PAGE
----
Cooler-Than-Steam Brown Dwarf Blurs The Line Between Star & Planet

By Patrick Morgan | March 10, 2011 6:20 pm

Planetar. Substar. Failed star. Sub-stellar object. Astronomers have pinned each of these monikers on brown dwarfs, a category that has always perplexed scientists because it raises questions about what it means to be a star or a planet. And if that wasn’t enough, now they’ve discovered the coldest brown dwarf yet, blurring the line between planet and star even further.

It’s name is CFBDSIR J1458+1013B, and may be cooler than the boiling point of water (at the pressure of Earth’s atmosphere). This strange body is about 75 light-years from us, where it orbits its binary partner, another brown dwarf. Using the infrared capabilities of the 10-meter Keck II Telescope on Mauna Kea, University of Hawaii researcher Michael Liu and his team estimated the brown dwarf’s temperature, and have a ballpark range for its mass: between 6 and 15 times the mass of Jupiter.

It’s special because it may be a class Y dwarf (temperature less than 225 degrees Celsius (440 F)), a type of object whose existence astronomers had predicted but never actually found. Before this candidate arose, the coolest known brown dwarf was in the T spectral class; while there have been a few Y-class candidates in the past, scientists have a better grasp on the temperature of this one: 97 degrees Celsius, plus or minus 40C.

Another cool (ahem) thing about this particular brown dwarf is its mass. An object less than 13 Jupiter masses is too light to fuse atoms of deuterium, a heavy isotope of hydrogen; objects above 13 Jupiter masses can fuse deuterium. The uncertainty over CFBDSIR’s mass—estimated as between 6 and 15 Jupiter masses—could put it on either side of the line. And to top it off, it may be so cool that its gases could form clouds, a very planet-like thing to do.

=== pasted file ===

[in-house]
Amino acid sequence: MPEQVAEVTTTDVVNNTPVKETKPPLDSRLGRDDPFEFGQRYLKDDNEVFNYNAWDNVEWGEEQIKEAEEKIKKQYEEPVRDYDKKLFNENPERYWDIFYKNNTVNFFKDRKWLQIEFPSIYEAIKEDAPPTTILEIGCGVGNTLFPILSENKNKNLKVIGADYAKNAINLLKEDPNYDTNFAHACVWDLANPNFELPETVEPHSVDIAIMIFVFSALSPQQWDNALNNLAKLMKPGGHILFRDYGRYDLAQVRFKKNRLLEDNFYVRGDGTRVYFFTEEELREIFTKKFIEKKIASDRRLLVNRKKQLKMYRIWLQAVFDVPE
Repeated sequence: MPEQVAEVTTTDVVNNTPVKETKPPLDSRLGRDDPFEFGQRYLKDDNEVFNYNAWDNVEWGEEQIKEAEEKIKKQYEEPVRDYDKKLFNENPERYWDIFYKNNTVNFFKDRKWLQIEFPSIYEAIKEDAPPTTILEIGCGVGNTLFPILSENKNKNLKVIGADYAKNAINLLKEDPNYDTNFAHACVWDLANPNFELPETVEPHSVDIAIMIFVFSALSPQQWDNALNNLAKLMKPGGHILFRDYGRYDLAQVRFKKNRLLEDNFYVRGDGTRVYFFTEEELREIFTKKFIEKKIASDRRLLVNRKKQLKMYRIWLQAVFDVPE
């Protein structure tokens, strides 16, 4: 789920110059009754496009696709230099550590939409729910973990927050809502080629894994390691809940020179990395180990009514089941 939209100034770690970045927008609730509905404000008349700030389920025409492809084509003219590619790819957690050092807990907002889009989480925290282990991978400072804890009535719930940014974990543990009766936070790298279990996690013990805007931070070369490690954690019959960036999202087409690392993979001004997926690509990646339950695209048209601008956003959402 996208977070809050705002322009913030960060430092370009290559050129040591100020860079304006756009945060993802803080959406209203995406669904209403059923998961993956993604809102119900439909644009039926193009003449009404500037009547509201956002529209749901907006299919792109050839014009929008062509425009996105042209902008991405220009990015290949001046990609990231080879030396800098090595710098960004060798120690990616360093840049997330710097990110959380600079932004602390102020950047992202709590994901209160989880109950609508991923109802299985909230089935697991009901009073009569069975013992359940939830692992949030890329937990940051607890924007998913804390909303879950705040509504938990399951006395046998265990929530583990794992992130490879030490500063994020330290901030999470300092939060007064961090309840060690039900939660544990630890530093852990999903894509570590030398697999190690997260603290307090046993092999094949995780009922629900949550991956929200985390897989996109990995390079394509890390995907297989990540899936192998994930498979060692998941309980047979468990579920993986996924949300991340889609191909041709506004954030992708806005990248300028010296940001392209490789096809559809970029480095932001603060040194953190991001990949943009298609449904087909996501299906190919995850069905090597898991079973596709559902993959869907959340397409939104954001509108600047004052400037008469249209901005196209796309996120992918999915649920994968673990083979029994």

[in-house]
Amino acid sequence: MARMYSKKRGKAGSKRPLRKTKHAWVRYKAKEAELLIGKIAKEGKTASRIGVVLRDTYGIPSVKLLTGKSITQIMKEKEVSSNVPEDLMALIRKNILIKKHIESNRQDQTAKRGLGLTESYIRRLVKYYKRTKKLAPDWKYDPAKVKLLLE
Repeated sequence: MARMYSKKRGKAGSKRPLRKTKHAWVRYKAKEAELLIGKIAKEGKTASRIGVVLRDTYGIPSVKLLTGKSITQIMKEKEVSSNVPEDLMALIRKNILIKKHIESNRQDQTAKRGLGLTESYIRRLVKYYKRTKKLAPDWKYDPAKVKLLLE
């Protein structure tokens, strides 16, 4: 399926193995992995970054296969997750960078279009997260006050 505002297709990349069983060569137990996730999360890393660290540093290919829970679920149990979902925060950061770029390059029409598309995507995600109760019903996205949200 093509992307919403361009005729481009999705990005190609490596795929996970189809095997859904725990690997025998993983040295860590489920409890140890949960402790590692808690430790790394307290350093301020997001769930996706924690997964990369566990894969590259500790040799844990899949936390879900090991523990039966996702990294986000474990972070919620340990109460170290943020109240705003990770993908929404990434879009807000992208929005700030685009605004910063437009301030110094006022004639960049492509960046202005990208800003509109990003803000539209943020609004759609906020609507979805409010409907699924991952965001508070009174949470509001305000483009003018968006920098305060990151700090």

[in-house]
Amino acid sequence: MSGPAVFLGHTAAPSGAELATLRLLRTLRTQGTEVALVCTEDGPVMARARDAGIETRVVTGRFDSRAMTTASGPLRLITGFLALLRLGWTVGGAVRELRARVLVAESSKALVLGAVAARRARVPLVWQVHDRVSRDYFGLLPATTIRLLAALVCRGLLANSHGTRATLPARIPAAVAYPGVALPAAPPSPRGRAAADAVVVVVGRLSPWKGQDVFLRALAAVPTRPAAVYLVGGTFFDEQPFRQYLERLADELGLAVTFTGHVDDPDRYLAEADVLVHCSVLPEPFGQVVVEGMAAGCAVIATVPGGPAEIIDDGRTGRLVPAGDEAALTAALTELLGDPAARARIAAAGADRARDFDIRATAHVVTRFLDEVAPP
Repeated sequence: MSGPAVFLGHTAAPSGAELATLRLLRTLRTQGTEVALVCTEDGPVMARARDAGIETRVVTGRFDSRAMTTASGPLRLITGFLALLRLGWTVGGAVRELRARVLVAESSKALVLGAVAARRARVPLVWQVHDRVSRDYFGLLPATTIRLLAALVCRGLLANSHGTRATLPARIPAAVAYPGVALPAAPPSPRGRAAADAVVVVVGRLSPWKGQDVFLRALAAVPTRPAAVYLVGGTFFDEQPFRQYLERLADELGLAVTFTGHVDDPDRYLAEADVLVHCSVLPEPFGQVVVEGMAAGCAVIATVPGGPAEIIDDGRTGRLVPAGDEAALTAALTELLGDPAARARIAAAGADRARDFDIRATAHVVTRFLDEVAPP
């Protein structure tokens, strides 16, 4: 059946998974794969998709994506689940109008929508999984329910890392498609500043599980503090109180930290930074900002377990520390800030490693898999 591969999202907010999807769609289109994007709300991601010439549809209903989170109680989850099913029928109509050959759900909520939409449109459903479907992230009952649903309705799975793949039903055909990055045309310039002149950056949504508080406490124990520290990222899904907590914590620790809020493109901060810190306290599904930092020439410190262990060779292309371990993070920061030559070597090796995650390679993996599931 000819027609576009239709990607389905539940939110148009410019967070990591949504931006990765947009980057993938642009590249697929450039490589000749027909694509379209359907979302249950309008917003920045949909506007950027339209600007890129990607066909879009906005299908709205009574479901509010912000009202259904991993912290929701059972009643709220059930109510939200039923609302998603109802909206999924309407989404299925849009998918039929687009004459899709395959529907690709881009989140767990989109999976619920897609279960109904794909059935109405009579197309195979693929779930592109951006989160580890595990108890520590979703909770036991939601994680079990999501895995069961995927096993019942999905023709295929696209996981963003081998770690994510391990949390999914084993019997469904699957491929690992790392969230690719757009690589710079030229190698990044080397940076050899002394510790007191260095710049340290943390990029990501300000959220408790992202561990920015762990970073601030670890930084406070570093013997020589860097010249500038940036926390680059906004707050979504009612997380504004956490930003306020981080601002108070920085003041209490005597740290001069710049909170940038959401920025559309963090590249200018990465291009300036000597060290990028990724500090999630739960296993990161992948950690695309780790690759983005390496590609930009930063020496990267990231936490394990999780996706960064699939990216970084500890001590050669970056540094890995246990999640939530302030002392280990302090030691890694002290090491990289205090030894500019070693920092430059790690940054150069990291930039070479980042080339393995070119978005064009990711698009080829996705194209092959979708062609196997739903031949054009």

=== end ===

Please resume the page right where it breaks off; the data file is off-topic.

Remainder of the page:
So much still remains to be known about this particular brown dwarf and brown dwarfs in general, but one thing is set, at least for now: It’s the coolest one we’ve ever seen, and it may help us sort out this vague and messy mystery about the smudgy line between stars and planets.

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Image: NASA

MORE ABOUT: brown dwarf, planets, stars
  • Brian Too


  • Zombie

    What exactly is the ambiguity between star and planet? (sincere question, not being sarcastic)

    I’ve always assumed “star” meant stable fusion and anything not big/dense enough to fuse wasn’t a star. I’m assuming nobody wants a definition that begs the question of whether Jupiter-like objects are planets or brown dwarf companions/n-aries.

    Are there conditions where an object could start fusing briefly but blow itself out, as it were?

  • Iain

    Zombie – Perhaps the answer to your question lies in the definitions of the two objects. I assumed that stars emit visible light and planets reflect it.

  • Amos Zeeberg (Discover Web Editor)

    Zombie and Iain, you’re both right about the overall differences between stars and planets, but there’s ambiguity in the middle, where brown dwarfs are. Some heavy brown dwarfs have quite a bit of fusion, but not as much as proper stars; e.g., stars will fuse all of their lithium quite quickly, while dwarfs will not. And the cooler, lighter dwarfs don’t emit any visible light but do emit measurable infrared—much more than a planet.